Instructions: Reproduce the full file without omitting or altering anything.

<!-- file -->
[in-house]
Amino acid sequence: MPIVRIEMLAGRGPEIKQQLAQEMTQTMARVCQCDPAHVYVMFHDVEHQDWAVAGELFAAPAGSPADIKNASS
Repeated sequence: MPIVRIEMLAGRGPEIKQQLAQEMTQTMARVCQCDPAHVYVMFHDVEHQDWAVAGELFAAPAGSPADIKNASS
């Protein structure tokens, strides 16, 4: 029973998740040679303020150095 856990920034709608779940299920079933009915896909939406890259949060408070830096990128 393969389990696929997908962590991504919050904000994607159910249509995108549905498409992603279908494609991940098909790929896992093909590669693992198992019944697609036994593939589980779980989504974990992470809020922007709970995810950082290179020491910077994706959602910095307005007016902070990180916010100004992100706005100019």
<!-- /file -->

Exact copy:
[in-house]
Amino acid sequence: MPIVRIEMLAGRGPEIKQQLAQEMTQTMARVCQCDPAHVYVMFHDVEHQDWAVAGELFAAPAGSPADIKNASS
Repeated sequence: MPIVRIEMLAGRGPEIKQQLAQEMTQTMARVCQCDPAHVYVMFHDVEHQDWAVAGELFAAPAGSPADIKNASS
């Protein structure tokens, strides 16, 4: 029973998740040679303020150095 856990920034709608779940299920079933009915896909939406890259949060408070830096990128 393969389990696929997908962590991504919050904000994607159910249509995108549905498409992603279908494609991940098909790929896992093909590669693992198992019944697609036994593939589980779980989504974990992470809020922007709970995810950082290179020491910077994706959602910095307005007016902070990180916010100004992100706005100019």